When Jesus came down from the mountainside, large crowds followed him. A man with leprosy came and knelt before him and said, “Lord, if you are willing, you can make me clean.” Jesus reached out his hand and touched the man. “I am willing,” he said. “Be clean!” Immediately he was cleansed of his leprosy. Then Jesus said to him, “See that you don’t tell anyone. But go, show yourself to the priest and offer the gift Moses commanded, as a testimony to them.”
Leprosy in Jesus’ time was an incurable disease, and lepers were ostracized by the community. Luke’s description of this leper suggests he was in an advanced stage of the disease. Consequently, he was facing imminent death. He hears about Jesus and the miracles he is performing and wonders if Jesus might be able to heal him too. The only lepers he had ever heard of being healed were a guy called Naaman (see 2 Kings 5) and Moses’ sister, Miriam (see Numbers 2:1-16). But who knows? He might be the third.
So, he goes to Jesus. Now, remember, by law, he is not allowed to come closer than six feet to anyone. We didn’t invent social distancing. There was a chance the crowd would beat him up savagely if he broke that law, but his desire to be healed overcame his fear, and he rushed at Jesus. Before anybody could stop him, he threw himself at Jesus’ feet and begged him, “Lord, if you are willing, heal me!” The crowd would have instantly recoiled, but then they recoiled even more at what Jesus did. Do you know what he did? He reached out and *touched* the leper, while the leper still had leprosy!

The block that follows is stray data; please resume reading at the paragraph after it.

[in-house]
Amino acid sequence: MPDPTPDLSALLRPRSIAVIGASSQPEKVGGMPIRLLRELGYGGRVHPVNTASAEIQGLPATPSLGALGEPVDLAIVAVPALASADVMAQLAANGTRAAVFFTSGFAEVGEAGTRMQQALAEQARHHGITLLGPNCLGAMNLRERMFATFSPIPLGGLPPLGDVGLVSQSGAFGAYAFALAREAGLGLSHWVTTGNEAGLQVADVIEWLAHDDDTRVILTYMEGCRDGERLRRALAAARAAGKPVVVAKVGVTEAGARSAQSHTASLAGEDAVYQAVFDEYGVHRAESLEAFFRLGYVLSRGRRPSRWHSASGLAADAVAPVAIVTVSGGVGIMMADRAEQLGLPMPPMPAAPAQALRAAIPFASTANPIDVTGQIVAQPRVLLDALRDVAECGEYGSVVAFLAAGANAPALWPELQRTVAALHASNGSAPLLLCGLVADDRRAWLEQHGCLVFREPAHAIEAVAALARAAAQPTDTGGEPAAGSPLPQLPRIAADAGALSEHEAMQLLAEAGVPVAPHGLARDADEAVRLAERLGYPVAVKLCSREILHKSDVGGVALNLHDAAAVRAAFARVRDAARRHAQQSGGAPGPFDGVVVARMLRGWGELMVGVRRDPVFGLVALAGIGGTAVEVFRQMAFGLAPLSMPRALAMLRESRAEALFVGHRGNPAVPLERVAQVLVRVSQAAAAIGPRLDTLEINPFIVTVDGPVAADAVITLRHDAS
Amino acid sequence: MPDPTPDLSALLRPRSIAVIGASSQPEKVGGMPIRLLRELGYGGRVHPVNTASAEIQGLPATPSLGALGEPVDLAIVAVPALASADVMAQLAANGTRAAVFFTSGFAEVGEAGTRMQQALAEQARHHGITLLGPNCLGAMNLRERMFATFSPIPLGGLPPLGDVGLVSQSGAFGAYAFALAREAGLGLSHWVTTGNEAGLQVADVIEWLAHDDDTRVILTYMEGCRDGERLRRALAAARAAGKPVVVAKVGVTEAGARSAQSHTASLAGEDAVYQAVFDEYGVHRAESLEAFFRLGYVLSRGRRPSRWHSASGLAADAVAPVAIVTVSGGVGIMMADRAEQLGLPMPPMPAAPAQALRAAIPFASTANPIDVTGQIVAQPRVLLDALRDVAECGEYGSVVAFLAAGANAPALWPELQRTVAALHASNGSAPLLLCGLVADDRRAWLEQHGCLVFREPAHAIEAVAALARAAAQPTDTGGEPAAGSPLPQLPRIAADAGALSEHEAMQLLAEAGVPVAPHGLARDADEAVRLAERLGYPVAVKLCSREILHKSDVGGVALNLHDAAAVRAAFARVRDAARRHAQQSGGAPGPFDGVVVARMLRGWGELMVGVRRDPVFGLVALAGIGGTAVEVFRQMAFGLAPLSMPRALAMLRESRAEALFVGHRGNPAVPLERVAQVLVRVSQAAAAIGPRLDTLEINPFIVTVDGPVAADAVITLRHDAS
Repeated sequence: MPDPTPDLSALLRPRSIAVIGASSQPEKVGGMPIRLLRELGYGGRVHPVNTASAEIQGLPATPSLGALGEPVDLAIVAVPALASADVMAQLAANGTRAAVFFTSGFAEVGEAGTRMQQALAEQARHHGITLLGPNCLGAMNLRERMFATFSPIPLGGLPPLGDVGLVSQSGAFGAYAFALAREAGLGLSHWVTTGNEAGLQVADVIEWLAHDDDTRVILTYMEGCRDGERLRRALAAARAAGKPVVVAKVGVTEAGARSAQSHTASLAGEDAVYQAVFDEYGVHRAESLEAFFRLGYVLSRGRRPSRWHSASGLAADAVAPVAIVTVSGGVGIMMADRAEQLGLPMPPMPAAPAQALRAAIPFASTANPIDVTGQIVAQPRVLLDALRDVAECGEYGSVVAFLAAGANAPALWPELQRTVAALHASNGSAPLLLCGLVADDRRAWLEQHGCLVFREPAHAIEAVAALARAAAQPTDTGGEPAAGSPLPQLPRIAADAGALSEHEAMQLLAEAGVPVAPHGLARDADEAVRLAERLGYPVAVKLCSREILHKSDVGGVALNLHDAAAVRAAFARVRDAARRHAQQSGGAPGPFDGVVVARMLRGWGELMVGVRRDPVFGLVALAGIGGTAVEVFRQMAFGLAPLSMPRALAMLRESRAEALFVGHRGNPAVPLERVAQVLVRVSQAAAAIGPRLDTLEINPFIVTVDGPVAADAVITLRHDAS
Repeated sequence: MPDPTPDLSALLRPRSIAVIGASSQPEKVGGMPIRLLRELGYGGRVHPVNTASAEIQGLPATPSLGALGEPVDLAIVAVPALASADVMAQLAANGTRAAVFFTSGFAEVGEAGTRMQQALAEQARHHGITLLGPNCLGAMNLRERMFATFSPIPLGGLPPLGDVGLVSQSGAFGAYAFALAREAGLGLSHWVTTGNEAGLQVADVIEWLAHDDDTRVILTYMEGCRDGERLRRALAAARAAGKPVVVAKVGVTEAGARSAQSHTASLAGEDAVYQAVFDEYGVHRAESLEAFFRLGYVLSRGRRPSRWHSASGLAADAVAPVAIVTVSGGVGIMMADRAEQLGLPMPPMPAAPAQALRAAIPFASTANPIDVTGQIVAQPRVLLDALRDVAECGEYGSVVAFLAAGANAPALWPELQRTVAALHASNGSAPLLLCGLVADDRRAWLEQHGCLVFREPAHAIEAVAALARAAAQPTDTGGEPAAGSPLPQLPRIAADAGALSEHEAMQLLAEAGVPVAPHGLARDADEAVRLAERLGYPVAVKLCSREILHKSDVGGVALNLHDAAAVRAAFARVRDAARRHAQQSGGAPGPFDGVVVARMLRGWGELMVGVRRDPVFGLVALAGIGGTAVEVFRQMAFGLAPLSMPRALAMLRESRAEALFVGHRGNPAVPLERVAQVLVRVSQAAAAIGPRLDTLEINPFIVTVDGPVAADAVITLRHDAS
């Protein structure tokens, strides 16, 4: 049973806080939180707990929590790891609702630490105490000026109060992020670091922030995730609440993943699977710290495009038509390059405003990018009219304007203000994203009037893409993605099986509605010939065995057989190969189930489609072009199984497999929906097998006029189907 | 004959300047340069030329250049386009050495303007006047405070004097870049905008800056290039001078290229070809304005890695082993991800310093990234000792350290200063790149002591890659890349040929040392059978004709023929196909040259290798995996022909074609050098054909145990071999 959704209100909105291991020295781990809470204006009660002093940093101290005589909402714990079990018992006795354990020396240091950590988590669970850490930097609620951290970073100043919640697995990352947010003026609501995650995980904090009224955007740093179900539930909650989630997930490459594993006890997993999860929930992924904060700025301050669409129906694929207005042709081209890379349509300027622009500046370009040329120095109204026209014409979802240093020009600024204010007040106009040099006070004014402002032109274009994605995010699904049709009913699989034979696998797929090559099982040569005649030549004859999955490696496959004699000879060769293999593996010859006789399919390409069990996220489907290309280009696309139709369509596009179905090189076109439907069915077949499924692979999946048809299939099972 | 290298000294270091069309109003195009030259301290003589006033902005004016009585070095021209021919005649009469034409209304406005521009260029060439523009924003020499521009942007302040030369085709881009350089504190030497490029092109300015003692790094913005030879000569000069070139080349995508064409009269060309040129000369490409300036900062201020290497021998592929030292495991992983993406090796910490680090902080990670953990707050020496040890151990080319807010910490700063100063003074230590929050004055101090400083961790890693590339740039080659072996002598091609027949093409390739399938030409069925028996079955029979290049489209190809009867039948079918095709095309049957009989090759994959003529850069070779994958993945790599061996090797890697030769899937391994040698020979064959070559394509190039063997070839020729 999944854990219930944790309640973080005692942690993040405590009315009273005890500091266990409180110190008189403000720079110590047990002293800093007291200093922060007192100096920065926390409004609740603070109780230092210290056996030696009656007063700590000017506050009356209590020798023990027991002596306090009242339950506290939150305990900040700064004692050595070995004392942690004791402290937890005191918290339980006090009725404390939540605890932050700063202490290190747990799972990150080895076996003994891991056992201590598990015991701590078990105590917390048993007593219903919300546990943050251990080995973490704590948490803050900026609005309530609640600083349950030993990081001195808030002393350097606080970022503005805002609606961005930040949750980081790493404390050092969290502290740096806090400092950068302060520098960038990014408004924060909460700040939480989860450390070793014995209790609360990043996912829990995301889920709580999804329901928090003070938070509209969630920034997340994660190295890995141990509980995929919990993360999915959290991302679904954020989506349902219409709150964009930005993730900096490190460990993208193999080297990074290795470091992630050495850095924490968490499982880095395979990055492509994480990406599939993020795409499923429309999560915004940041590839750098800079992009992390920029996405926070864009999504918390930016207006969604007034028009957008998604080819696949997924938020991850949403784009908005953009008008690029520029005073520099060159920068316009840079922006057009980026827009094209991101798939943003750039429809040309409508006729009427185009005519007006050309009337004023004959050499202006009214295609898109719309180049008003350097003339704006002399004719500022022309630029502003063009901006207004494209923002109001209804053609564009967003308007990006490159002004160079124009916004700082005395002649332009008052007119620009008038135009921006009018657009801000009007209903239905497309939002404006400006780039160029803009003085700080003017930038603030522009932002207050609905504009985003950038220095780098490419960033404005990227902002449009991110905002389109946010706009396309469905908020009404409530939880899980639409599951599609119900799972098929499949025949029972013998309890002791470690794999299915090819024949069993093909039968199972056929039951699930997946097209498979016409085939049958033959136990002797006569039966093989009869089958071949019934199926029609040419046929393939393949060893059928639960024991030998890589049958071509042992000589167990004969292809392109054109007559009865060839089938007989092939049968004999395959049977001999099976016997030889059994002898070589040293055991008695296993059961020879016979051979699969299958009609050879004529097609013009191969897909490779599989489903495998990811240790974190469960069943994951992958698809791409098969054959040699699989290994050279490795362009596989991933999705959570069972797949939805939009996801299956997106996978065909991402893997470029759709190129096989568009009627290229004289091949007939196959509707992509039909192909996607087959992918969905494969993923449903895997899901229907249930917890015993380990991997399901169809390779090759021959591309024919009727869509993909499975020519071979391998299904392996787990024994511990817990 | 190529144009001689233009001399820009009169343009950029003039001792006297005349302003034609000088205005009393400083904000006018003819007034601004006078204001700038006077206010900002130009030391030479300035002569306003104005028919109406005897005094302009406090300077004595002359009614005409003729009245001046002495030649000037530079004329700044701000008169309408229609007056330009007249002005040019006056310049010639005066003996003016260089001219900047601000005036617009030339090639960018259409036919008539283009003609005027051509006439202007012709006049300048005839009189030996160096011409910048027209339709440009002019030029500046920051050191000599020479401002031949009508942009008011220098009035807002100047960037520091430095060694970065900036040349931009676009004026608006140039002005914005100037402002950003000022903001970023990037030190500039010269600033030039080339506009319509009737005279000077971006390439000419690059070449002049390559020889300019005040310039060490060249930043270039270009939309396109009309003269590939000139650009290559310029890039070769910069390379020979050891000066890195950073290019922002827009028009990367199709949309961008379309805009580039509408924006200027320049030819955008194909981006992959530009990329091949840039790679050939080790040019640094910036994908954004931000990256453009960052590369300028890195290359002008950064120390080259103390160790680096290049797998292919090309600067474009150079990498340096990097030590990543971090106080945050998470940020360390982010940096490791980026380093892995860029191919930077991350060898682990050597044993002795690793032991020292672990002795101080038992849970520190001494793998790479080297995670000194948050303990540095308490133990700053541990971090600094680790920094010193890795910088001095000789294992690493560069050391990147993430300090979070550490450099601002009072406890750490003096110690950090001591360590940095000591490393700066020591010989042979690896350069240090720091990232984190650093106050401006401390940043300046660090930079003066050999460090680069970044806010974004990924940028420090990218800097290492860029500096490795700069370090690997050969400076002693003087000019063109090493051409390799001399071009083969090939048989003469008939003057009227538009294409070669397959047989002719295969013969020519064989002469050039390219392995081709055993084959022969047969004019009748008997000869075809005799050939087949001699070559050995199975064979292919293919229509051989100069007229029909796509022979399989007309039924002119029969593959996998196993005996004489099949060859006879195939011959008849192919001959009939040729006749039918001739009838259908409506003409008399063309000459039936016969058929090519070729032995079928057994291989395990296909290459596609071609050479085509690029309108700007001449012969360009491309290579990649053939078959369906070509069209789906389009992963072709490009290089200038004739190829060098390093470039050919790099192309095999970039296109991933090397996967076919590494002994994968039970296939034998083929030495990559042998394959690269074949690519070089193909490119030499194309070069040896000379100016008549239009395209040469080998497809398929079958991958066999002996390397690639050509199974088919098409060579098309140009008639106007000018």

We often miss this point, but there is a tremendous lesson here for all of us. There is a longing in every human being for physical intimacy. Newborn babies struggle to gain weight and grow without the human touch. But infants who experience a lot of contact are happier. Their body temperatures regulates almost constantly, and their immune system becomes strong. In recent times, we have become a people fearful of physical contact. This has much to do with being physically violated, but lately, because of Covid-19, we have stopped physical contact altogether. Many people became depressed and suicidal as a result.
So, what can we do? Well, if you don’t have anybody to hug, hug Jesus. “How?” you ask. “I can’t see him.” Well, God has given us an imagination for a reason, and we can use it to embrace him. Before you say you can’t do this, can I remind you of those times you thought about embracing the person you loved? If we can do it with them, we can do it with Jesus, no? And in this embrace, we will find healing, not just for our bodies but also for our broken hearts, our troubled minds, and our wounded spirits.
May the Spirit be with you.